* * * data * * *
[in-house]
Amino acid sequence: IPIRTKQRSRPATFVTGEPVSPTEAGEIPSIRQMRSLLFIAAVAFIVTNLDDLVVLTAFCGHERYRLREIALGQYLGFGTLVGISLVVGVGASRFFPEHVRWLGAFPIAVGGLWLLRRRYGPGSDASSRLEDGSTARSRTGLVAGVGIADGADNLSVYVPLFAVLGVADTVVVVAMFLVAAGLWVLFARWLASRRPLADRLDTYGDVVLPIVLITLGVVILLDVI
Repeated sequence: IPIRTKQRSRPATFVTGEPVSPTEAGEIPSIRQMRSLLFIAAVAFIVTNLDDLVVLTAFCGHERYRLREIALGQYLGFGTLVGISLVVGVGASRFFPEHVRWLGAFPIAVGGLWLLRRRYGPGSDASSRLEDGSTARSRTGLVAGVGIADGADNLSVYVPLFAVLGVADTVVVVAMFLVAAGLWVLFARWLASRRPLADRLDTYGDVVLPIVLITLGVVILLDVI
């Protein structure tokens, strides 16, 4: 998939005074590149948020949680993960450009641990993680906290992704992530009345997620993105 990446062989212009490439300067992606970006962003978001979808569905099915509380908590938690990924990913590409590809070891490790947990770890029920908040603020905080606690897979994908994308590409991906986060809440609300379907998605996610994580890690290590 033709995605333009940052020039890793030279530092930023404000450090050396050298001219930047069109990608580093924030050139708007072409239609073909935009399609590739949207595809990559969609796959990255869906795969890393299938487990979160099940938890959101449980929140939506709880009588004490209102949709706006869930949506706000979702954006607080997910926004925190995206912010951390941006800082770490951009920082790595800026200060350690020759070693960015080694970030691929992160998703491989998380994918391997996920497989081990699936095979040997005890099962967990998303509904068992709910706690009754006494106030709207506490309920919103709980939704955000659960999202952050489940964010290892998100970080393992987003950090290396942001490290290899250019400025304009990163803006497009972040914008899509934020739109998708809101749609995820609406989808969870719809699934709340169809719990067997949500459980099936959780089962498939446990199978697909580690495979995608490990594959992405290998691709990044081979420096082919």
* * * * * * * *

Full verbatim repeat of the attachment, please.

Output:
[in-house]
Amino acid sequence: IPIRTKQRSRPATFVTGEPVSPTEAGEIPSIRQMRSLLFIAAVAFIVTNLDDLVVLTAFCGHERYRLREIALGQYLGFGTLVGISLVVGVGASRFFPEHVRWLGAFPIAVGGLWLLRRRYGPGSDASSRLEDGSTARSRTGLVAGVGIADGADNLSVYVPLFAVLGVADTVVVVAMFLVAAGLWVLFARWLASRRPLADRLDTYGDVVLPIVLITLGVVILLDVI
Repeated sequence: IPIRTKQRSRPATFVTGEPVSPTEAGEIPSIRQMRSLLFIAAVAFIVTNLDDLVVLTAFCGHERYRLREIALGQYLGFGTLVGISLVVGVGASRFFPEHVRWLGAFPIAVGGLWLLRRRYGPGSDASSRLEDGSTARSRTGLVAGVGIADGADNLSVYVPLFAVLGVADTVVVVAMFLVAAGLWVLFARWLASRRPLADRLDTYGDVVLPIVLITLGVVILLDVI
């Protein structure tokens, strides 16, 4: 998939005074590149948020949680993960450009641990993680906290992704992530009345997620993105 990446062989212009490439300067992606970006962003978001979808569905099915509380908590938690990924990913590409590809070891490790947990770890029920908040603020905080606690897979994908994308590409991906986060809440609300379907998605996610994580890690290590 033709995605333009940052020039890793030279530092930023404000450090050396050298001219930047069109990608580093924030050139708007072409239609073909935009399609590739949207595809990559969609796959990255869906795969890393299938487990979160099940938890959101449980929140939506709880009588004490209102949709706006869930949506706000979702954006607080997910926004925190995206912010951390941006800082770490951009920082790595800026200060350690020759070693960015080694970030691929992160998703491989998380994918391997996920497989081990699936095979040997005890099962967990998303509904068992709910706690009754006494106030709207506490309920919103709980939704955000659960999202952050489940964010290892998100970080393992987003950090290396942001490290290899250019400025304009990163803006497009972040914008899509934020739109998708809101749609995820609406989808969870719809699934709340169809719990067997949500459980099936959780089962498939446990199978697909580690495979995608490990594959992405290998691709990044081979420096082919």